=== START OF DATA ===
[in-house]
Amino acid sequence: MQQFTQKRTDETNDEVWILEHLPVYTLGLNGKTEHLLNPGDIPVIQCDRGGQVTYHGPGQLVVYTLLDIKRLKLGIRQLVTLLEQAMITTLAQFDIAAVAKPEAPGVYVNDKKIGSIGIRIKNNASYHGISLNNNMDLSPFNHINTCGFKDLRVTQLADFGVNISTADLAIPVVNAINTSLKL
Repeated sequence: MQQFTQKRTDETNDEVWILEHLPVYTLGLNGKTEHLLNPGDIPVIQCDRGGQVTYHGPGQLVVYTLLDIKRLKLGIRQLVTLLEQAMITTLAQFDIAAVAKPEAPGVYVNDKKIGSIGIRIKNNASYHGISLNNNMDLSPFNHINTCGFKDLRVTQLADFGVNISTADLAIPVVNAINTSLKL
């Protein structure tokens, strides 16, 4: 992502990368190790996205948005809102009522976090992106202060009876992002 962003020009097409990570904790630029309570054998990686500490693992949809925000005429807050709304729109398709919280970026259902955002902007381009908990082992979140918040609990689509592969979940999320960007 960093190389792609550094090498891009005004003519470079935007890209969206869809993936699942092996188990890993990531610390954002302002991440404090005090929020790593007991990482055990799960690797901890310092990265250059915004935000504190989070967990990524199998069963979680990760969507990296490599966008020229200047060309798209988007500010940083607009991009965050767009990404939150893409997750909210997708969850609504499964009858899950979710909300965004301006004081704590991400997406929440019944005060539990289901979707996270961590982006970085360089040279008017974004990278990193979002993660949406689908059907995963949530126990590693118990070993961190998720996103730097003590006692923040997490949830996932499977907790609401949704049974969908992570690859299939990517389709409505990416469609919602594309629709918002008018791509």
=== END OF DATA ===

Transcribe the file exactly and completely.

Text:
[in-house]
Amino acid sequence: MQQFTQKRTDETNDEVWILEHLPVYTLGLNGKTEHLLNPGDIPVIQCDRGGQVTYHGPGQLVVYTLLDIKRLKLGIRQLVTLLEQAMITTLAQFDIAAVAKPEAPGVYVNDKKIGSIGIRIKNNASYHGISLNNNMDLSPFNHINTCGFKDLRVTQLADFGVNISTADLAIPVVNAINTSLKL
Repeated sequence: MQQFTQKRTDETNDEVWILEHLPVYTLGLNGKTEHLLNPGDIPVIQCDRGGQVTYHGPGQLVVYTLLDIKRLKLGIRQLVTLLEQAMITTLAQFDIAAVAKPEAPGVYVNDKKIGSIGIRIKNNASYHGISLNNNMDLSPFNHINTCGFKDLRVTQLADFGVNISTADLAIPVVNAINTSLKL
């Protein structure tokens, strides 16, 4: 992502990368190790996205948005809102009522976090992106202060009876992002 962003020009097409990570904790630029309570054998990686500490693992949809925000005429807050709304729109398709919280970026259902955002902007381009908990082992979140918040609990689509592969979940999320960007 960093190389792609550094090498891009005004003519470079935007890209969206869809993936699942092996188990890993990531610390954002302002991440404090005090929020790593007991990482055990799960690797901890310092990265250059915004935000504190989070967990990524199998069963979680990760969507990296490599966008020229200047060309798209988007500010940083607009991009965050767009990404939150893409997750909210997708969850609504499964009858899950979710909300965004301006004081704590991400997406929440019944005060539990289901979707996270961590982006970085360089040279008017974004990278990193979002993660949406689908059907995963949530126990590693118990070993961190998720996103730097003590006692923040997490949830996932499977907790609401949704049974969908992570690859299939990517389709409505990416469609919602594309629709918002008018791509």